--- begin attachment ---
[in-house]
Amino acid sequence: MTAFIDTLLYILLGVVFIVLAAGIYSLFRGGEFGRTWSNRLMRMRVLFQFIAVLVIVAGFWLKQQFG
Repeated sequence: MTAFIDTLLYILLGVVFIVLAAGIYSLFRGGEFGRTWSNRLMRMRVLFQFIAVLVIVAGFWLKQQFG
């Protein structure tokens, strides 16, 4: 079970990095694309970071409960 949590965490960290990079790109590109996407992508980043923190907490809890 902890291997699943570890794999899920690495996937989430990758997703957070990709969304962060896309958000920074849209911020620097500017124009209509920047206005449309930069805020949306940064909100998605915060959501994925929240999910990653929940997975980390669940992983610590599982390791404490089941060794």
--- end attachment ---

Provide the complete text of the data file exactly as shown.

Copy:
[in-house]
Amino acid sequence: MTAFIDTLLYILLGVVFIVLAAGIYSLFRGGEFGRTWSNRLMRMRVLFQFIAVLVIVAGFWLKQQFG
Repeated sequence: MTAFIDTLLYILLGVVFIVLAAGIYSLFRGGEFGRTWSNRLMRMRVLFQFIAVLVIVAGFWLKQQFG
């Protein structure tokens, strides 16, 4: 079970990095694309970071409960 949590965490960290990079790109590109996407992508980043923190907490809890 902890291997699943570890794999899920690495996937989430990758997703957070990709969304962060896309958000920074849209911020620097500017124009209509920047206005449309930069805020949306940064909100998605915060959501994925929240999910990653929940997975980390669940992983610590599982390791404490089941060794």